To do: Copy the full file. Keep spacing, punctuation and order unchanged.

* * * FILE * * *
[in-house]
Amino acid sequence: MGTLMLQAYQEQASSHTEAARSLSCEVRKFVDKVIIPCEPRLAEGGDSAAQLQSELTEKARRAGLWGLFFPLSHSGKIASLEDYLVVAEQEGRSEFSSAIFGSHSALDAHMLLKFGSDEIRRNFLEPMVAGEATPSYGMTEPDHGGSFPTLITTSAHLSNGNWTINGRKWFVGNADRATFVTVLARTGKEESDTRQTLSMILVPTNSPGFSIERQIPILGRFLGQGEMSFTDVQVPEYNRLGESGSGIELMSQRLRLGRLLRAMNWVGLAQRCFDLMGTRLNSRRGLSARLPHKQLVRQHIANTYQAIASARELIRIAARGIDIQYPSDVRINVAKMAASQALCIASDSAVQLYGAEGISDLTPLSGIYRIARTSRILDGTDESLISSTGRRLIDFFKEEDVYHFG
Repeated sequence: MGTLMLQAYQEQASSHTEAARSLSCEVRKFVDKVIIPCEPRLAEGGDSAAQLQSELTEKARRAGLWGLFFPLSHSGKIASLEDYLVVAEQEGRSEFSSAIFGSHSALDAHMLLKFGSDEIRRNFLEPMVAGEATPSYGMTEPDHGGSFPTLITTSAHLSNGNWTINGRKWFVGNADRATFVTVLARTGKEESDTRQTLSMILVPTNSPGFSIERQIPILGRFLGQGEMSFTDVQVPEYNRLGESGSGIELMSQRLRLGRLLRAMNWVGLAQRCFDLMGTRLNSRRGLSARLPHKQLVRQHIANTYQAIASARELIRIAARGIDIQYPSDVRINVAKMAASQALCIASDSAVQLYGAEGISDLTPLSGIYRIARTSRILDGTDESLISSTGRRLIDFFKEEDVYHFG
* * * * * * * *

[in-house]
Amino acid sequence: MGTLMLQAYQEQASSHTEAARSLSCEVRKFVDKVIIPCEPRLAEGGDSAAQLQSELTEKARRAGLWGLFFPLSHSGKIASLEDYLVVAEQEGRSEFSSAIFGSHSALDAHMLLKFGSDEIRRNFLEPMVAGEATPSYGMTEPDHGGSFPTLITTSAHLSNGNWTINGRKWFVGNADRATFVTVLARTGKEESDTRQTLSMILVPTNSPGFSIERQIPILGRFLGQGEMSFTDVQVPEYNRLGESGSGIELMSQRLRLGRLLRAMNWVGLAQRCFDLMGTRLNSRRGLSARLPHKQLVRQHIANTYQAIASARELIRIAARGIDIQYPSDVRINVAKMAASQALCIASDSAVQLYGAEGISDLTPLSGIYRIARTSRILDGTDESLISSTGRRLIDFFKEEDVYHFG
Repeated sequence: MGTLMLQAYQEQASSHTEAARSLSCEVRKFVDKVIIPCEPRLAEGGDSAAQLQSELTEKARRAGLWGLFFPLSHSGKIASLEDYLVVAEQEGRSEFSSAIFGSHSALDAHMLLKFGSDEIRRNFLEPMVAGEATPSYGMTEPDHGGSFPTLITTSAHLSNGNWTINGRKWFVGNADRATFVTVLARTGKEESDTRQTLSMILVPTNSPGFSIERQIPILGRFLGQGEMSFTDVQVPEYNRLGESGSGIELMSQRLRLGRLLRAMNWVGLAQRCFDLMGTRLNSRRGLSARLPHKQLVRQHIANTYQAIASARELIRIAARGIDIQYPSDVRINVAKMAASQALCIASDSAVQLYGAEGISDLTPLSGIYRIARTSRILDGTDESLISSTGRRLIDFFKEEDVYHFG